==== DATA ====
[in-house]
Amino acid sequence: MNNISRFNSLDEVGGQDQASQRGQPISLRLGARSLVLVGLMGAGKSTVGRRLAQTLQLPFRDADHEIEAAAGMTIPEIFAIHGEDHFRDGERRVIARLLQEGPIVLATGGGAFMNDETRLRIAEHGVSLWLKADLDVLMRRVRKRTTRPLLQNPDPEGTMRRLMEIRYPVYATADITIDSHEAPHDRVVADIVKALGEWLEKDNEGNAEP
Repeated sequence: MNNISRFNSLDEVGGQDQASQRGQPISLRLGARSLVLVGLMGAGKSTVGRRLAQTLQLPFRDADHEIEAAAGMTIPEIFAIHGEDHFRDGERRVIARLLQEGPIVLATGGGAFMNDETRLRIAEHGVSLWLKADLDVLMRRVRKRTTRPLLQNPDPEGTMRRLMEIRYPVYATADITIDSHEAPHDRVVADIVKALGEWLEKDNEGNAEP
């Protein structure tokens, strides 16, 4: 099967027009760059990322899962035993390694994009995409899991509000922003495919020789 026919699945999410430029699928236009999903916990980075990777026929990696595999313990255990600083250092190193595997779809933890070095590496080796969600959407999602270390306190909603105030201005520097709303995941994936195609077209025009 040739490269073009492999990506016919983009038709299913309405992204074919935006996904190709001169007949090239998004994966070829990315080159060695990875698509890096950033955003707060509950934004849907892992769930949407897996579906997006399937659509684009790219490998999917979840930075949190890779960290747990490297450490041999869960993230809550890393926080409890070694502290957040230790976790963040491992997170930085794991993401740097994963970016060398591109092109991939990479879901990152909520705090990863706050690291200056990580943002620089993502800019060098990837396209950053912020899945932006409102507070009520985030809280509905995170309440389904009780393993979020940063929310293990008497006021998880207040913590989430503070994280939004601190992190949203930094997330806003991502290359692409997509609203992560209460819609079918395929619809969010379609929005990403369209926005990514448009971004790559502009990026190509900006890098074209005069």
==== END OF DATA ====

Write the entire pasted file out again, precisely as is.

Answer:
[in-house]
Amino acid sequence: MNNISRFNSLDEVGGQDQASQRGQPISLRLGARSLVLVGLMGAGKSTVGRRLAQTLQLPFRDADHEIEAAAGMTIPEIFAIHGEDHFRDGERRVIARLLQEGPIVLATGGGAFMNDETRLRIAEHGVSLWLKADLDVLMRRVRKRTTRPLLQNPDPEGTMRRLMEIRYPVYATADITIDSHEAPHDRVVADIVKALGEWLEKDNEGNAEP
Repeated sequence: MNNISRFNSLDEVGGQDQASQRGQPISLRLGARSLVLVGLMGAGKSTVGRRLAQTLQLPFRDADHEIEAAAGMTIPEIFAIHGEDHFRDGERRVIARLLQEGPIVLATGGGAFMNDETRLRIAEHGVSLWLKADLDVLMRRVRKRTTRPLLQNPDPEGTMRRLMEIRYPVYATADITIDSHEAPHDRVVADIVKALGEWLEKDNEGNAEP
């Protein structure tokens, strides 16, 4: 099967027009760059990322899962035993390694994009995409899991509000922003495919020789 026919699945999410430029699928236009999903916990980075990777026929990696595999313990255990600083250092190193595997779809933890070095590496080796969600959407999602270390306190909603105030201005520097709303995941994936195609077209025009 040739490269073009492999990506016919983009038709299913309405992204074919935006996904190709001169007949090239998004994966070829990315080159060695990875698509890096950033955003707060509950934004849907892992769930949407897996579906997006399937659509684009790219490998999917979840930075949190890779960290747990490297450490041999869960993230809550890393926080409890070694502290957040230790976790963040491992997170930085794991993401740097994963970016060398591109092109991939990479879901990152909520705090990863706050690291200056990580943002620089993502800019060098990837396209950053912020899945932006409102507070009520985030809280509905995170309440389904009780393993979020940063929310293990008497006021998880207040913590989430503070994280939004601190992190949203930094997330806003991502290359692409997509609203992560209460819609079918395929619809969010379609929005990403369209926005990514448009971004790559502009990026190509900006890098074209005069």